Almost all of the U.S. ambassadors to Israel have been career foreign service officers (FSO). Ronald Reagan agreed that two thirds of all his ambassadors should be FSO, one-third political; worse, he let the Foreign Service Association select the two-thirds. If I were advising President-elect Trump, I would advise him to clean house at the Department of State and the CIA, both status quo, anti-Trump bastions. Secretary of State Rex Tillerson is no shrinking violet. And CIA-designee Mike Pompeo may be the smartest of Trump appointees.

As for Israel, the ambassador-careerists have not done so well. Trump is, as they say, a disruptor. But he should not select just rich men and women; his political nominees must be willing to challenge the State Department’s Ruling Class.

David Friedman’s family is no stranger to Republican politics. His father, Rabbi Morris Friedman, hosted President Ronald Reagan, the first visit to a synagogue by a sitting president since George Washington. Friedman represented Trump, when his three Atlantic City casinos went bankrupt, and the two later became friends.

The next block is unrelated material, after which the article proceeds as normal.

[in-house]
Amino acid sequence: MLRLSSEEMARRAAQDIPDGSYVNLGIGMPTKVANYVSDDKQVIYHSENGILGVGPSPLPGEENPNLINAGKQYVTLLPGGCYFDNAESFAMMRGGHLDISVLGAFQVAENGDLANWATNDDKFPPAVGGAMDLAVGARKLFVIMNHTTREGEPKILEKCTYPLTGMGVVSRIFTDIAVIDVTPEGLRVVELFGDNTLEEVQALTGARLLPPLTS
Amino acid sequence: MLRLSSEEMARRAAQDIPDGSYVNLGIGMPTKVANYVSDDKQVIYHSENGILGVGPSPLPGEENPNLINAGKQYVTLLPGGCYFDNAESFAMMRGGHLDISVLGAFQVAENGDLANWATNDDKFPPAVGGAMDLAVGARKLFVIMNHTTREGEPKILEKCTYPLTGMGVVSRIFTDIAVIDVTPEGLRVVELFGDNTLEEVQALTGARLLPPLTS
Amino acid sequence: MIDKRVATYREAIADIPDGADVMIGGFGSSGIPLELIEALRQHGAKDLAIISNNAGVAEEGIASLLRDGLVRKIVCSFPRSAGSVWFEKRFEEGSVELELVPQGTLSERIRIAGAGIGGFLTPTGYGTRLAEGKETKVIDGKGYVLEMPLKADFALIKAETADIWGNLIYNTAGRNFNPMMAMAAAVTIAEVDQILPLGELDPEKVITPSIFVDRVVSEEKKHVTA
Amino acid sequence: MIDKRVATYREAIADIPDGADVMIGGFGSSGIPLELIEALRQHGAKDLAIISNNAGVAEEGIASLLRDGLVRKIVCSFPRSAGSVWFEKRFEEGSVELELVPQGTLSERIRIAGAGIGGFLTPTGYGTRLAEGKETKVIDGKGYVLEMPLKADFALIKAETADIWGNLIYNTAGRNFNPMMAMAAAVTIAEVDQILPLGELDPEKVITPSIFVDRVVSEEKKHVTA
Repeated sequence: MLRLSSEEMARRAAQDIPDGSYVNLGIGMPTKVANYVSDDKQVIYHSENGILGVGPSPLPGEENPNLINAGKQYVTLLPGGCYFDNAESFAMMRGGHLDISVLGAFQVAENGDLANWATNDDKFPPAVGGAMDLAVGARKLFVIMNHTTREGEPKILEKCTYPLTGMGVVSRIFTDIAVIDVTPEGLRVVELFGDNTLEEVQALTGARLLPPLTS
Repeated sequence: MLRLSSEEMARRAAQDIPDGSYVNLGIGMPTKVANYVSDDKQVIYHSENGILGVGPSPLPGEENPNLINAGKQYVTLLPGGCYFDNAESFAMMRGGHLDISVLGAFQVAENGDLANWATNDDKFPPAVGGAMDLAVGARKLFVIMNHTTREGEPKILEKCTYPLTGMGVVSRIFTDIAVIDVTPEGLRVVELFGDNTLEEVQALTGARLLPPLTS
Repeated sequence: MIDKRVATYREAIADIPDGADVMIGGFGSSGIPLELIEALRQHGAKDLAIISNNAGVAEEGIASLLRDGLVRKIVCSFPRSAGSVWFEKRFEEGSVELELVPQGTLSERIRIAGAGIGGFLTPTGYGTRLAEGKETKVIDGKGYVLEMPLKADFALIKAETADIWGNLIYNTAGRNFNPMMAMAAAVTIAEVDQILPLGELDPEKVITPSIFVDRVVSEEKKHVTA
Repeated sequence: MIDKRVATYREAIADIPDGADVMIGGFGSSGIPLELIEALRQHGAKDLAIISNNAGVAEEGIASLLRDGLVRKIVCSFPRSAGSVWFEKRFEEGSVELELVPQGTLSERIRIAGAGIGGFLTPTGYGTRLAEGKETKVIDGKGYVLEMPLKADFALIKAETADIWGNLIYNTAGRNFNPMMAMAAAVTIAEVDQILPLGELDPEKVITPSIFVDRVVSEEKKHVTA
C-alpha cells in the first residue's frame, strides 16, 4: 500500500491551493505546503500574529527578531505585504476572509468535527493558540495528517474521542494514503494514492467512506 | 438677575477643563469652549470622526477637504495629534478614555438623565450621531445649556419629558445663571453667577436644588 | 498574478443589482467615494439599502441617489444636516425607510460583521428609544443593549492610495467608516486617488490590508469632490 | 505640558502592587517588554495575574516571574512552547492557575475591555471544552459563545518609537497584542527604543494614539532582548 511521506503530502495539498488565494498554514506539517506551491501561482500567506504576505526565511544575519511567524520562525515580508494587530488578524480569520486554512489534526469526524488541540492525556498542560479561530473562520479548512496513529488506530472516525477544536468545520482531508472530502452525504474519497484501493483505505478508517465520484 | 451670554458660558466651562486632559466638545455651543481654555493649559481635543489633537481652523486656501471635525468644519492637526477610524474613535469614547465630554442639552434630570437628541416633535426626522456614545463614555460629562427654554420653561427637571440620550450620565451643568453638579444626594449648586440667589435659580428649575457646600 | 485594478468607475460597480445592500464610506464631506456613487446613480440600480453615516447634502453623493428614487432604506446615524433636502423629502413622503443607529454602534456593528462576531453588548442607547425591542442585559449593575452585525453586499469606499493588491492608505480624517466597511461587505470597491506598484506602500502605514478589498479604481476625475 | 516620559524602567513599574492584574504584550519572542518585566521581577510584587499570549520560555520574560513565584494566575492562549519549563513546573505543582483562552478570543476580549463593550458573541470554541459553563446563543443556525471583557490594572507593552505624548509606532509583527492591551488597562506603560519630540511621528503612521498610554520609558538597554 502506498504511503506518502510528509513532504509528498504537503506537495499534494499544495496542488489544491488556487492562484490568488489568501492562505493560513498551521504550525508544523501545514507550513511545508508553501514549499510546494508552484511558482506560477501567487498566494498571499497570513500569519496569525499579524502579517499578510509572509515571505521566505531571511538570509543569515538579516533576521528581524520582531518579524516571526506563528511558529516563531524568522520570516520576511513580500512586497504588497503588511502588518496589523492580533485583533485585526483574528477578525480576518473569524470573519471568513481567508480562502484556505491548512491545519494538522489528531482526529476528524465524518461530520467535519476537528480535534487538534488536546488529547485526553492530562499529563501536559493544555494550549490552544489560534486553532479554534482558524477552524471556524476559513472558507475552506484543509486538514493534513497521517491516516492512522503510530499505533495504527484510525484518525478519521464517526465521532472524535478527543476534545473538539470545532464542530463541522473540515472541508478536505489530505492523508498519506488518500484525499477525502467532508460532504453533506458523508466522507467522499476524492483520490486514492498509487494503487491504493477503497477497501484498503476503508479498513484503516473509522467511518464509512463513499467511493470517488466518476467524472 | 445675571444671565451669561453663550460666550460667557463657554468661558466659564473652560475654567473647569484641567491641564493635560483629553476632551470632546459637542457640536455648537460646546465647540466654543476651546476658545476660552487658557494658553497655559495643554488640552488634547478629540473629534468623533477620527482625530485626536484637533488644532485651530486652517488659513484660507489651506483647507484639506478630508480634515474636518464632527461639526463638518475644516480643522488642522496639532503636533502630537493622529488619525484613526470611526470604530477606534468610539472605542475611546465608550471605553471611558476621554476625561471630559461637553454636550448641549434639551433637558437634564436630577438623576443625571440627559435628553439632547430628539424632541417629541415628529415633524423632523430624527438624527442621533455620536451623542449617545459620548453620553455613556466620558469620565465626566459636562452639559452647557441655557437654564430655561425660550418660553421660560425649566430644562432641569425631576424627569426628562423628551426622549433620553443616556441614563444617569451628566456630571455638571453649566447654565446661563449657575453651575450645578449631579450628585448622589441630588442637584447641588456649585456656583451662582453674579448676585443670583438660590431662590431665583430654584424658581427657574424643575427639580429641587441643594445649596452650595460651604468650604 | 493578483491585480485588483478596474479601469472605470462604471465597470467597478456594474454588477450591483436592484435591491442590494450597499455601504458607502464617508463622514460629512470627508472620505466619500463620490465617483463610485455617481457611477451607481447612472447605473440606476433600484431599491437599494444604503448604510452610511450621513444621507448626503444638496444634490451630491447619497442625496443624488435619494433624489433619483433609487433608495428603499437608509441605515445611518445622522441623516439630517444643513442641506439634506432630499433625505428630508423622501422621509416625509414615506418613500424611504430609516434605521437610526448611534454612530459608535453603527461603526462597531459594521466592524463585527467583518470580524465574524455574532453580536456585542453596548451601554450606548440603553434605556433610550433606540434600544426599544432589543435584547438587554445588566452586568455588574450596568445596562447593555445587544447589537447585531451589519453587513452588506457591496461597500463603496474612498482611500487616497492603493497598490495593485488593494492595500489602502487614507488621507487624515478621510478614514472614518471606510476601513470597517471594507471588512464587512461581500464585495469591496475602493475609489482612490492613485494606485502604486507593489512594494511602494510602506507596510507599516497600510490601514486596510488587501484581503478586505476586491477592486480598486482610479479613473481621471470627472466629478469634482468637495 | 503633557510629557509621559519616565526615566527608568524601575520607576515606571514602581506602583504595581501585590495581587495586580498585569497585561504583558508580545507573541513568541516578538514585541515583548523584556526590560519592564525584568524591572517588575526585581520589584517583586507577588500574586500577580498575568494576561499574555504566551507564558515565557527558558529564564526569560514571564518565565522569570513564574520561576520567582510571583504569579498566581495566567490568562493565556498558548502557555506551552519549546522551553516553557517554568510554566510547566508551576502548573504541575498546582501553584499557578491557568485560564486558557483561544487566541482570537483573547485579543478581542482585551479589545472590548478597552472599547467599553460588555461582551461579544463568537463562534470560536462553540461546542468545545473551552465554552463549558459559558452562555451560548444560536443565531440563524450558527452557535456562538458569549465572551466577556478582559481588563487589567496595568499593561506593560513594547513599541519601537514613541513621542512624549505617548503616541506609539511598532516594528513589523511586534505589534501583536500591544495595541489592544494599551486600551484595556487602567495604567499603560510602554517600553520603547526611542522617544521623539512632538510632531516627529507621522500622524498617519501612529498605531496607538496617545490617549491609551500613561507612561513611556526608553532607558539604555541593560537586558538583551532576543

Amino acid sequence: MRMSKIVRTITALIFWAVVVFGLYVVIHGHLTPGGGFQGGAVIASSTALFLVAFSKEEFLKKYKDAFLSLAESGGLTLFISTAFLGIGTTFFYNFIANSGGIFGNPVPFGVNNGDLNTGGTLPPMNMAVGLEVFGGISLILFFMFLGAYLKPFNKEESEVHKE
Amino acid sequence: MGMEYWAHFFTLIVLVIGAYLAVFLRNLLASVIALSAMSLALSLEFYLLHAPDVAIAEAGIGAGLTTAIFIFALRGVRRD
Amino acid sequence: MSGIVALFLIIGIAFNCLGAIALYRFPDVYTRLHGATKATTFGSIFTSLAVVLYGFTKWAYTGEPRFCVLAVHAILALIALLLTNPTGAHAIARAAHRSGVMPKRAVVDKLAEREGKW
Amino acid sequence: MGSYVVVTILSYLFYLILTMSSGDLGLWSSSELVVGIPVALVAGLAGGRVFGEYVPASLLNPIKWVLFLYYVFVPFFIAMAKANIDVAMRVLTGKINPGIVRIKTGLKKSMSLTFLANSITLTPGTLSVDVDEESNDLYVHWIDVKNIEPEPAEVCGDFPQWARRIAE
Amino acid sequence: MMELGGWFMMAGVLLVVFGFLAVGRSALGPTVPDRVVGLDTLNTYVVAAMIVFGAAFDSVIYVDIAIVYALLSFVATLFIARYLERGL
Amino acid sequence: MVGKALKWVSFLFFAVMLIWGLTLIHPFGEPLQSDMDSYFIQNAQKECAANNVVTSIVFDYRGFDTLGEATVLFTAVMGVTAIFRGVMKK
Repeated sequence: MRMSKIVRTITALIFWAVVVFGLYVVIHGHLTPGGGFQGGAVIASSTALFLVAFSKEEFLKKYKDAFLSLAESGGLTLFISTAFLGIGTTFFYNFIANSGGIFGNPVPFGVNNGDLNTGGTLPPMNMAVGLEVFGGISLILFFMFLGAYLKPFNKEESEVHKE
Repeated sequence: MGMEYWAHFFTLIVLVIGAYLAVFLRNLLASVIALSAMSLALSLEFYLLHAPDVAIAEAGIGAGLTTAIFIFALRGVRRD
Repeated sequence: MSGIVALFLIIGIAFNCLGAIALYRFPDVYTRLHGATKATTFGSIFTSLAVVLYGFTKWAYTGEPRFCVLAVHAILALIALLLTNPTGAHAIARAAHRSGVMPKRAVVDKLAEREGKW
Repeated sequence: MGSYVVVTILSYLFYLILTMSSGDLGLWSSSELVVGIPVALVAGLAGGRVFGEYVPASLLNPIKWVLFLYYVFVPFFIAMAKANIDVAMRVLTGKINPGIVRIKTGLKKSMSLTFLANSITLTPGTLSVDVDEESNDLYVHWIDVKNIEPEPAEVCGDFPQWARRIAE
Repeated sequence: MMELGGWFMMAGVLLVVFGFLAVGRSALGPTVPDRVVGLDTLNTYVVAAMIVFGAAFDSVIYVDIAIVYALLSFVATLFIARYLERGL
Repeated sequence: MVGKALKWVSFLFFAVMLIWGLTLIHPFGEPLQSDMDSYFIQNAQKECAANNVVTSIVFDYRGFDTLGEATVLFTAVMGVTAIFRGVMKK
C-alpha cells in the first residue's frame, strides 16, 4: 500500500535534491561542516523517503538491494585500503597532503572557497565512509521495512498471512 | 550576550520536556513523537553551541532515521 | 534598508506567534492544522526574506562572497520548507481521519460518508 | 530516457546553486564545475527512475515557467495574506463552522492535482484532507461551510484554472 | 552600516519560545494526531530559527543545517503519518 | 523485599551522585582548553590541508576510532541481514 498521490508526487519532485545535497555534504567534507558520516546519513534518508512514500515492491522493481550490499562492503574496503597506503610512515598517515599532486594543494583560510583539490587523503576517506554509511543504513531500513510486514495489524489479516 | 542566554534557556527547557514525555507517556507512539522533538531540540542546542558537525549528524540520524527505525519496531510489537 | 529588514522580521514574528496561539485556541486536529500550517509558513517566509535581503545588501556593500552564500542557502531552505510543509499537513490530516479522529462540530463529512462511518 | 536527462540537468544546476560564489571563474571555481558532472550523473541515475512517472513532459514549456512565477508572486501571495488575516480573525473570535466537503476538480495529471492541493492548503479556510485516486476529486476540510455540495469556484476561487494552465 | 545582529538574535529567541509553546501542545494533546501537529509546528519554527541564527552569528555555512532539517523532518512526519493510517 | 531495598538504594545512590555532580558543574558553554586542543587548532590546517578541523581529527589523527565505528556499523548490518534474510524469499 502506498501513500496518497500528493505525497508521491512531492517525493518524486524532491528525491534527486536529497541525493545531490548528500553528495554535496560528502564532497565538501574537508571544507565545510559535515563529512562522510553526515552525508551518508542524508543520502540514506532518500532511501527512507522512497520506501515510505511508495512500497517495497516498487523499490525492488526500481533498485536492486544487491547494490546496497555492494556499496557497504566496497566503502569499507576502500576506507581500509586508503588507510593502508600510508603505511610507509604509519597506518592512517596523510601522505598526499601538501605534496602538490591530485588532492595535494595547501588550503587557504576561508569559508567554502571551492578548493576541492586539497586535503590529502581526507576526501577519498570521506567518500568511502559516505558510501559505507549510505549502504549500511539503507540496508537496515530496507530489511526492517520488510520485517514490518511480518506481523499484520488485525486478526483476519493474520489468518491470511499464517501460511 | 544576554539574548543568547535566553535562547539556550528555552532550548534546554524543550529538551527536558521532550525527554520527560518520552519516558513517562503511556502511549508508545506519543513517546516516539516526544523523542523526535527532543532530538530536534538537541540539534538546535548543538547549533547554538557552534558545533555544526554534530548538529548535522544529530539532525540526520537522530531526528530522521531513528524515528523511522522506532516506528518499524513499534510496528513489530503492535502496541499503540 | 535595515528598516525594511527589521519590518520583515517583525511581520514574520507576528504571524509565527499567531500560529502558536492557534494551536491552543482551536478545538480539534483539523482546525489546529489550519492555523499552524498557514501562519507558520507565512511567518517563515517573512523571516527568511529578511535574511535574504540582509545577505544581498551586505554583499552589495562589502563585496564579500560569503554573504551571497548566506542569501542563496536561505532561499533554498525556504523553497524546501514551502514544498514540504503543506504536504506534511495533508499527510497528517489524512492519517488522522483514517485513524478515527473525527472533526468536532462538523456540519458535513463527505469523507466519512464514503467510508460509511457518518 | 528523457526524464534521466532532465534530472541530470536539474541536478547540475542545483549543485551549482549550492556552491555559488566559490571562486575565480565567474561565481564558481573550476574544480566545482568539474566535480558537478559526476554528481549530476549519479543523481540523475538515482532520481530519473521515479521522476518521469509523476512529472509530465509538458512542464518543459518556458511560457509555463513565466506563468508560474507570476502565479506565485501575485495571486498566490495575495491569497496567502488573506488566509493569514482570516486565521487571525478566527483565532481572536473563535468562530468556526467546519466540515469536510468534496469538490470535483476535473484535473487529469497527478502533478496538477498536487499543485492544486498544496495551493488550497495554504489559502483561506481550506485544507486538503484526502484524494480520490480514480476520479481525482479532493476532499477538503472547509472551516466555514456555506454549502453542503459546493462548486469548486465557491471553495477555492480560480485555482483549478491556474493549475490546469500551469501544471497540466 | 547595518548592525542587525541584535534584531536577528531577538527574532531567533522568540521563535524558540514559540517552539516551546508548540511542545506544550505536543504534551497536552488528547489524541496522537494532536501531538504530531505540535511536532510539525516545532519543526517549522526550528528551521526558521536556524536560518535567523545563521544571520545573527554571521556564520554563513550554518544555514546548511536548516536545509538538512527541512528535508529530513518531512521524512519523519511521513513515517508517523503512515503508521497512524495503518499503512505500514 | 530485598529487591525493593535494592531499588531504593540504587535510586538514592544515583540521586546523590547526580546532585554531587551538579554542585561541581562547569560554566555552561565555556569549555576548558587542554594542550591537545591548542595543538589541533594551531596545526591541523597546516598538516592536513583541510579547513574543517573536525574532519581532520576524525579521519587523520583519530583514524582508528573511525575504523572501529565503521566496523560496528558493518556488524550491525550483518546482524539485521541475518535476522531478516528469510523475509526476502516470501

What is significant about Trump’s appointment of Friedman?

  1. It’s an earlier appointment than usual, and symbolic. As president, Obama’s first trip was his apology tour to Arab nations. As President-elect, Trump’s first ambassador appointment is to Israel. But expect a confirmation battle led by the Jewish Left to include a long line of retired State Department Arabists. Mainstream media will oppose Friedman as a diplomatic disaster. Pat Buchanan will denounce the nomination as Trump’s first major blunder that could trigger a new war, an aim of “neo-conservatives who did not even back Trump and want wars with Iran and Russia.”
  2. The relationship between Trump and Friedman will be closer than between any prior President and U.S. Ambassador to Israel. In contrast, Trump just met Rex Tillerson. Given Trump’s penchant for avoiding the chain of command and Friedman’s access, friend and foe alike in the region will know that Friedman speaks for Trump. The State Department careerists will try to undermine Friedman; this is not like bankruptcy law.
  3. Friedman had his Bar Mitzvah at the holy Western Wall in Jerusalem, speaks fluent Hebrew, has a second home in the city and is well-connected. But the Israeli Left will oppose his nomination as a “setback to the peace process.” Secular Jews will feel threatened that he is an orthodox Jew. Arabs in the Knesset will boycott him.